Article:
How humans learned to live with bears
Black bears in Yosemite National Park are coexisting with humans after years of conflict. Read on for a conservation success story.
'We don't usually give bears names - it helps maintain a professional detachment. We called this guy Big Fatty, though, because he was a big fatty.'
In a cabin near the visitor centre in Yosemite Valley, California, park biologist Ryan Leahy is holding a black bear skull. Its right canine has been completely worn down.
'That's from a lifetime of breaking into cars,' Ryan explains.
Bears have one of the best senses of smell in the animal kingdom, about seven times better than a bloodhound's.
A look inside Big Fatty's nose shows a complex system of turbinates - folded bones that are covered with a mucus membrane large enough to cover a football pitch. It's clear how a bear can easily smell food left in a car.
This incredible sense of smell has played a big role in Yosemite's bear problems over the years.
In years gone by, human-bear conflict was a huge issue in the central Californian park, but pioneering use of GPS collars has meant that, with constant effort, humans and bears are now co-existing.
Yosemite National Park is bear country. Inaccessible terrain, woodlands with thick undergrowth and an abundance of berries and acorns make this an ideal habitat for bears to thrive.
Yosemite is also a world-famous tourist destination. The awe-inspiring granite cliffs of Half Dome and El Capitan were formed between 210 and 280 million years ago, ten kilometres under the surface.
These were elevated along with the rest of central California's Sierra Nevada mountain range, to be eroded away by a series of glaciations, leaving immense canyons and cliff faces - at times towering over 1,000 metres above the valley floor.
The park's views are some of the most photographed sights on Earth, and its extensive rock walls have made Yosemite a renowned destination for rock climbers.
All of this means up to five million people visit Yosemite every year. While the national park covers over 3,000 square kilometres, 95% of which is wilderness, most tourists spend their time in the 18-kilometre-square Yosemite Valley.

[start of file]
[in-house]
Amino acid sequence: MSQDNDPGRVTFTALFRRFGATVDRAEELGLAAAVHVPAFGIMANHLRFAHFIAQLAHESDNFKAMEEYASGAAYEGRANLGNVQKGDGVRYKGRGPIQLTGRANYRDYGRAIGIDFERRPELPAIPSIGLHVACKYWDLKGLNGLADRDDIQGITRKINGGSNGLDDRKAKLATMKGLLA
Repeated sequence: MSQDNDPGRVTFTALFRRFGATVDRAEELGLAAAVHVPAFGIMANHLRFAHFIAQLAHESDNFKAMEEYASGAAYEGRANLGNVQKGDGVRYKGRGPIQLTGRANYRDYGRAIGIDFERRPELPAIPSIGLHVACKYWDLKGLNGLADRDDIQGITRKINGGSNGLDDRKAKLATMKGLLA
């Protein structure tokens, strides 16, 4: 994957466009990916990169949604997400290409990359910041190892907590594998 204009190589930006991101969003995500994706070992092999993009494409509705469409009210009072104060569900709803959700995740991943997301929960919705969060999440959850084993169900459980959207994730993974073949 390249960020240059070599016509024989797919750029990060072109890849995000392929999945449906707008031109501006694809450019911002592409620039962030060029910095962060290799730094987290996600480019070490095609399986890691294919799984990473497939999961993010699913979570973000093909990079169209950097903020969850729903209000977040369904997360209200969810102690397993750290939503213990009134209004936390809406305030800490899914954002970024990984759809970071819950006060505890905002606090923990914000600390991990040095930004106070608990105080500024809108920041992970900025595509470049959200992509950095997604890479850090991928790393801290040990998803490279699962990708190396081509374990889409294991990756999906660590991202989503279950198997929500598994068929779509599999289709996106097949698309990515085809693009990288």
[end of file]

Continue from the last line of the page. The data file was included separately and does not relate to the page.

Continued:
The food and waste associated with so many people concentrated in such a small space can cause problems, including a change in the behaviour of the local fauna.
A modern problem
There are between 300 and 500 American black bears in Yosemite. While these bears naturally avoid people, the temptation of easily obtainable human food draws them into inhabited areas.
Native Americans lived in Yosemite for generations, but large numbers of visitors didn't come to the area until European settlers stumbled upon it in 1851, after which incidents of human-wildlife conflict increased.
By the 1930s, rubbish was dumped in open landfill sites and bleachers were installed to give the park's visitors a front-row seat to watch the bears eat what they could find. Pits of rubbish were deliberately created to entice bears from park campgrounds.
The bears got habituated to human food and would start venturing away from the garbage dumps looking for it, even attacking people to snatch their snacks.
Soon, human-bear conflict was a huge problem. The bears' incredible sense of smell meant that any food in cars, bins or tents was easily found, and both people and bears found themselves in harm's way. Even though some pits were closed in the 1940s, and the rest of the dumps were shut down in 1970, the issue showed no signs of going away.
'Human-bear conflict peaked in 1998 when there were more than 1,500 incidents,' explains biologist and Yosemite's chief of wildlife, Rachel Mazur.
'We created the problem - big bears with multiple cubs that were conditioned to human food and habituated to humans.
'Bears were inside dumpsters and being hauled away by trash trucks.'